There is an extremely sobering report in today’s New York Times that cites an even more sobering report by London infectious disease experts, predicting that while shutting schools and businesses and other extreme “social distancing” measures can be very effective at reducing the number of coronavirus cases in a matter of weeks (that’s good!), a more-or-less-total lockdown would need to be in place until a vaccine is developed or else cases would immediately flare up again to catastrophic levels (that’s eeeagh!).
The Times article and the London report are both worth reading, but here’s the key chart from the latter:
The green and orange lines are what we want to look at here: They represent the consequences of imposing five months of school closings and “social distancing” measures like we’re now heading toward (the San Francisco Bay Area is now on full Italy-style lockdown as of this morning, and I expect — I hope — that other regions will soon follow suit). As you can see, even without closing schools the curve flattens dramatically, though a closeup view shows that closing schools (green line) can make a huge difference in keeping hospitals from being overwhelmed:
The problem comes when we get to the right side of the graph, after the theoretical five-month “suppression” measures (the blue shaded area) are lifted. As you can see, about six weeks later, infections surge again, and we’re soon right back where we are now, with hospitals overwhelmed and millions of deaths. At which point the only possible solution is to go back on lockdown, resulting in a one-month-outside-two-months-inside cycle that would have to continue until a vaccine or other prophylactic treatments are developed:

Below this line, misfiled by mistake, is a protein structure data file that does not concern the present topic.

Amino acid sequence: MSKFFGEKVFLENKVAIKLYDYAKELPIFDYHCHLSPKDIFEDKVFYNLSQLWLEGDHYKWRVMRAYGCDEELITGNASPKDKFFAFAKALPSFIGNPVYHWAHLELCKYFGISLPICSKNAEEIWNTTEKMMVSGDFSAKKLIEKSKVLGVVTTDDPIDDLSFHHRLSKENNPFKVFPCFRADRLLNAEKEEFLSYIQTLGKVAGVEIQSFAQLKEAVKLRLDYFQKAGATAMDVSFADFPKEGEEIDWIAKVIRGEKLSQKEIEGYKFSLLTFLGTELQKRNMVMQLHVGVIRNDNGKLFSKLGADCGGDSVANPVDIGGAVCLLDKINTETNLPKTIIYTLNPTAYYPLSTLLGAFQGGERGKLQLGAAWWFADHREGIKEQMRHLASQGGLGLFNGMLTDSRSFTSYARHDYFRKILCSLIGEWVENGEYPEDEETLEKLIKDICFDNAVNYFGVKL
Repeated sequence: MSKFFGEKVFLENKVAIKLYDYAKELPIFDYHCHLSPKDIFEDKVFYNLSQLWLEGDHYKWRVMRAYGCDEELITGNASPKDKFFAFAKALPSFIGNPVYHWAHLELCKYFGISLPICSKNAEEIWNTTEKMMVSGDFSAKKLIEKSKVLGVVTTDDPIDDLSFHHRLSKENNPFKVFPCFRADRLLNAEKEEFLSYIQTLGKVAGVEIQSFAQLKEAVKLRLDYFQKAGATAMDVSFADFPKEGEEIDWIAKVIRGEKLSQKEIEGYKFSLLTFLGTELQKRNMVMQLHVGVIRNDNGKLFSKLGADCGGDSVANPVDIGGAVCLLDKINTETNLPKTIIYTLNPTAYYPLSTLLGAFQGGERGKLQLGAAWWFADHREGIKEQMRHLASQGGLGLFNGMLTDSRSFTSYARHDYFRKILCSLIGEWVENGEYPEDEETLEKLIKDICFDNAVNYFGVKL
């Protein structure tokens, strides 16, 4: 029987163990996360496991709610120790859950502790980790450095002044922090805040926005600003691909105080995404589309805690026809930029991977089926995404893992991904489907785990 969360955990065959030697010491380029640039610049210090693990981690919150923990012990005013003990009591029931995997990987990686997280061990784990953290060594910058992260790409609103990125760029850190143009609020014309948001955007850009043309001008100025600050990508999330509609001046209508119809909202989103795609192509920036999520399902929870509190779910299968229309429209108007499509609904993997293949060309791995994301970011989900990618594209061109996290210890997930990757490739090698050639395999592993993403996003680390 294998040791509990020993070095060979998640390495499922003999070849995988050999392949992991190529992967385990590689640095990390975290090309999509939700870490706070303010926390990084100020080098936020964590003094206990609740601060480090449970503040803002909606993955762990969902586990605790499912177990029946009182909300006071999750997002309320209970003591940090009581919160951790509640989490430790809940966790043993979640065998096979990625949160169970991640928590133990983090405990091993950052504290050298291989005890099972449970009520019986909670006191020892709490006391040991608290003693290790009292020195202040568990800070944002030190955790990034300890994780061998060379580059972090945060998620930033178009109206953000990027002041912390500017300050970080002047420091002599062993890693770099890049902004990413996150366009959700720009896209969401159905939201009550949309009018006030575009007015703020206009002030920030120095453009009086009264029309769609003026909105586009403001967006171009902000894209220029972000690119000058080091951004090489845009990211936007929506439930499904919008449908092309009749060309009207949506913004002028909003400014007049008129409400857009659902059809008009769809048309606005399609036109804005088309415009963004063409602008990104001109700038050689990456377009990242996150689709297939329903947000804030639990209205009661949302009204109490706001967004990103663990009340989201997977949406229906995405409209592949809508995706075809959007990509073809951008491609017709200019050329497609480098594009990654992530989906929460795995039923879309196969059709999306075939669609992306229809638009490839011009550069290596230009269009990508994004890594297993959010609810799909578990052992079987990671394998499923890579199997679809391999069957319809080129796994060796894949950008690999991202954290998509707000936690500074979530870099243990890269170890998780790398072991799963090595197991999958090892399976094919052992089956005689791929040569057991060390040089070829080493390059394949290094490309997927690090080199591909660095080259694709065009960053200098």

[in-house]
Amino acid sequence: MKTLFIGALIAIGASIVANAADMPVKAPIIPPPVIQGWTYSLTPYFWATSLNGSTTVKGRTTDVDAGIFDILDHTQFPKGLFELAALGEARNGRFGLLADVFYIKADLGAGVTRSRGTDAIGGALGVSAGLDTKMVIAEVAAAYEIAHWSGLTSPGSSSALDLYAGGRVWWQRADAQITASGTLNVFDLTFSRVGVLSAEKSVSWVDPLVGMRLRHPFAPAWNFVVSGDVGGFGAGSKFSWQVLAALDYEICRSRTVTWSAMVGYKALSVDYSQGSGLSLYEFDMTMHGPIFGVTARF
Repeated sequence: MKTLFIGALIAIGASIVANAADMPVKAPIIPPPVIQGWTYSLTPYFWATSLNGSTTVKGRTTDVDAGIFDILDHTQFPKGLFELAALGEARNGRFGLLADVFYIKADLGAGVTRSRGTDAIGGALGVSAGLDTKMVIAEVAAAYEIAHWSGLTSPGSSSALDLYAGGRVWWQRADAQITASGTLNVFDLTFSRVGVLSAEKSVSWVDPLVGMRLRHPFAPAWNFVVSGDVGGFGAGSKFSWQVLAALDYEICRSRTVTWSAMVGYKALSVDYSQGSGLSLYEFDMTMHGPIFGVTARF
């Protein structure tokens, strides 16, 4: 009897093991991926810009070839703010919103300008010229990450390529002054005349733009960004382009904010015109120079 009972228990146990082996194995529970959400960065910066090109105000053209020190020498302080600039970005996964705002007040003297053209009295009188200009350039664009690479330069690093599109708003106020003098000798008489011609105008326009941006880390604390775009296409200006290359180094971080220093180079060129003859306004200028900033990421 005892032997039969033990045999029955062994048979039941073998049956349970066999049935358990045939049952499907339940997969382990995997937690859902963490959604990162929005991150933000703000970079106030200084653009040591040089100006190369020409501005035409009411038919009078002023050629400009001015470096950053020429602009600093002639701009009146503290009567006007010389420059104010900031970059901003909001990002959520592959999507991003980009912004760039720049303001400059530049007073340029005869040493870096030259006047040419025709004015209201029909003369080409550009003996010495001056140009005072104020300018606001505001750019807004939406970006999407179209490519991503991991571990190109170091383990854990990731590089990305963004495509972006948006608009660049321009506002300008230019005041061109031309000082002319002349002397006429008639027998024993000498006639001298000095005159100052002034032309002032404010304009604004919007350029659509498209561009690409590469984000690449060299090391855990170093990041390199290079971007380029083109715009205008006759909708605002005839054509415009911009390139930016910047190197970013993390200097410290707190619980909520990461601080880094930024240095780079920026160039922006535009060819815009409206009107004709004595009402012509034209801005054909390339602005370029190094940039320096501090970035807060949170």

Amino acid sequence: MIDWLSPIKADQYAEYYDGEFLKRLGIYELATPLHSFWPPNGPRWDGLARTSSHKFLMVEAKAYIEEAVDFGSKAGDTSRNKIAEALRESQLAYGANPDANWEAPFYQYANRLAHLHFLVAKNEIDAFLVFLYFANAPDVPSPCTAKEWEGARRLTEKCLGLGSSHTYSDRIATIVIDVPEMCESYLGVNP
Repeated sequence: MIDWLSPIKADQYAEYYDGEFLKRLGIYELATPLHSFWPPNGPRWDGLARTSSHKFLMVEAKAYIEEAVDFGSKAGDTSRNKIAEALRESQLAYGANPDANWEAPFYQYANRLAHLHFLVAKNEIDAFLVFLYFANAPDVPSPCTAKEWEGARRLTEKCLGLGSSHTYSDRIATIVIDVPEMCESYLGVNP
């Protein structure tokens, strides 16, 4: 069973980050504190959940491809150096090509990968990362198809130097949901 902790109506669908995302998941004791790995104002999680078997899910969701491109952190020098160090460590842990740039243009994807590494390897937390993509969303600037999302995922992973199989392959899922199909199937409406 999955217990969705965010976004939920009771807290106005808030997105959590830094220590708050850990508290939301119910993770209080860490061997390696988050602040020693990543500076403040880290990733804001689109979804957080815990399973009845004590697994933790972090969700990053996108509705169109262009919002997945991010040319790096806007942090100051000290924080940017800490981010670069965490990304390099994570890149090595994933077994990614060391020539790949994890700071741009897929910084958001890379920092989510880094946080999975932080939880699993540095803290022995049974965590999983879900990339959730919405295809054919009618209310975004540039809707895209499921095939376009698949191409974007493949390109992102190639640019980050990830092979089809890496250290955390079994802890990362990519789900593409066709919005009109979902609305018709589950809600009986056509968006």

Aside from being a terrifying vision of our potential near future — early vaccine trials have already begun, but even then a best-case scenario is no vaccine will be ready until well into 2021 — clearly this would mean the sports world isn’t going to return to normal anytime soon, unless all sports seasons can be reduced to four-week tournaments.
(Interestingly, the London report says that “Stopping mass gatherings is predicted to have relatively little impact because the contact-time at such events is relatively small compared to the time spent at home, in schools or workplaces and in other community locations such as bars and restaurants.” That would imply that what’s mostly important is keeping people from prolonged contact in enclosed spaces like schools and offices, not going to outdoor concerts or sporting events — something that other anecdotal evidence is already hinting at. Still, it’s hard to envision a world where nobody goes to work or school but everybody still goes to baseball games.)
So are we really doomed to a year or two of, at best, sports becoming a sporadic series of empty-stadium events to keep us entertained once we’ve exhausted everything available on Netflix? Maybe … but then there is the contradictory series of articles coming out of China, which, we are told, is rapidly returning to normalcy after seeing new infections peak, then fall:
For a city whose soul is “hotpot flavoured”, as some playfully describe it, the reopening of Chengdu’s hotpot restaurants gives residents an almost unparalleled reassurance that the worst of the outbreak has indeed passed.
“We are only allowed to accept 50 percent of our restaurant’s maximum capacity for dine-in guests, and that’s the rule for all restaurants in Sichuan (the surrounding province),” Xiao Ma, a waiter at Shudaxia, a famous hotpot restaurant in Chengdu, said. “But in the last few days, we have been hitting that line almost non-stop.”
If true, that could be a sign that it’s easier than the London experts are assuming to get infection rates down to a point where they can be kept low by universal testing and contact tracing, plus immediate quarantining of anyone found to be infected and their contacts. In other words, get back to the containment phase, where more severe mitigation and suppression measures are no longer necessary.
Or it could just be that China is in the flat part of the curve in the middle of that top chart, and is mere weeks away from a flareup of infection rates, and reimposition of a lockdown. Everybody should have all eyes on what happens there, then, because it could determine whether the worst of this could be over soon — as YouTube Italians want to tell their past selves — or if this is just the very beginning of an unimaginably long slog.